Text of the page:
Coiled tubing cementing has grown as an attractive option for plugging and abandonment (P&A) operations in deepwater environments. Flow through long extension coils generates extra friction which results in relevant pressure and temperature increments in the cement slurry pumping process. Petroleum industries do not have standard procedures to predict these variables that impact slurry properties in deepwater cementing. This fact leads to conservative slurry designs, generating extra costs and eventually affecting its stability.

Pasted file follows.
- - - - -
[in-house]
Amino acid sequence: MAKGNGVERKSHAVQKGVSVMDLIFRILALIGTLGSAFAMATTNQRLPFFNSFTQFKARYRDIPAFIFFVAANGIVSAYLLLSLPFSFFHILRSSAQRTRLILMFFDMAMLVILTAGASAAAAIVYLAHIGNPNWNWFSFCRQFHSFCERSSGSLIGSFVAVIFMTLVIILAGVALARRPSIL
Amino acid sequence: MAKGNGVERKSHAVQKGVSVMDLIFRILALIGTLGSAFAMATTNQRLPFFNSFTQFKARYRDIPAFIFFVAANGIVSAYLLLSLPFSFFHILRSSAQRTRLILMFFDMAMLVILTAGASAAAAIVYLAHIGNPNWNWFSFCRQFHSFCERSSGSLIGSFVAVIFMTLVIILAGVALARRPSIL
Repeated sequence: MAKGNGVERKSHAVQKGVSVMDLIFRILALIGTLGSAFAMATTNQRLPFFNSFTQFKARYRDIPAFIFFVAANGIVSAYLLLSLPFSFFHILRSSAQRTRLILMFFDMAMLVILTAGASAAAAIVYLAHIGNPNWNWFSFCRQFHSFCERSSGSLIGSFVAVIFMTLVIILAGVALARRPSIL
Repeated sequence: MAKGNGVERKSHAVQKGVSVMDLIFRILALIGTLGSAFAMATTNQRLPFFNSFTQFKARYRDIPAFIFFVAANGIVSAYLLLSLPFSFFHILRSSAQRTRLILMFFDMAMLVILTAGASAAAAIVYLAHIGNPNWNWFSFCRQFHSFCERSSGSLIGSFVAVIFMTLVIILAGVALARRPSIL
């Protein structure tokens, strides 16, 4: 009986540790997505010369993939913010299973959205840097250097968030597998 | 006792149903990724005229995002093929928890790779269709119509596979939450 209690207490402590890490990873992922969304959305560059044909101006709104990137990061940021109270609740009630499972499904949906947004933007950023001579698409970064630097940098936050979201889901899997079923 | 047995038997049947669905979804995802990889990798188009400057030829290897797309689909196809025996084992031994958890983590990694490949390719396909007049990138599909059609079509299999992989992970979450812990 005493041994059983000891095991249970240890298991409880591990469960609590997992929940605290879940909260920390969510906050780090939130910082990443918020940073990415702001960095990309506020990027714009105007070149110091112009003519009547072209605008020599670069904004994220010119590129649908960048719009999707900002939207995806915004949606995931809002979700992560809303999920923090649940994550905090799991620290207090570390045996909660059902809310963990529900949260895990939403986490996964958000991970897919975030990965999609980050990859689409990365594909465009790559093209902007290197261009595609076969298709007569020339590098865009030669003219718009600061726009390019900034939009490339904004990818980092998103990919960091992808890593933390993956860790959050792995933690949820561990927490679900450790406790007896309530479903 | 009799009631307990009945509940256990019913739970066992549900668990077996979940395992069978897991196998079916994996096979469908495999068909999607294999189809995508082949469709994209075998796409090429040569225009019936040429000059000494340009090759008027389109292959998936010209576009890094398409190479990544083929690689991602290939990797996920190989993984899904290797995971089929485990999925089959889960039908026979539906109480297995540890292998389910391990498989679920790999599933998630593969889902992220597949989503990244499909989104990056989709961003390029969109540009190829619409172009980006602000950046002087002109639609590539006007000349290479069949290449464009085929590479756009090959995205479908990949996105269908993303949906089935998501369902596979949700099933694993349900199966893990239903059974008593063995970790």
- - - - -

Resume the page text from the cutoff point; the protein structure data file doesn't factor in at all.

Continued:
This work describes the proposition of a mathematical model to predict friction and heat transfer while pumping cement slurries and all the associated fluids through a coiled section. Based on momentum and energy conservation laws, the proposed model aims to generate representative transient pressure and temperature profiles to be coupled to the wellbore thermal model and, finally, provide a reliable schedule for thickening time testing. A broad discussion on initial and boundary conditions allows accounting for fluid-metal-environment heat exchanges. A comparison with different field measurement sets obtained from deepwater cementing operations indicates relative deviations smaller than 10%. The implementation of the methodology leads to the design of optimized slurries, reducing operational costs due to additives and WOC times and risks associated with sedimentation.

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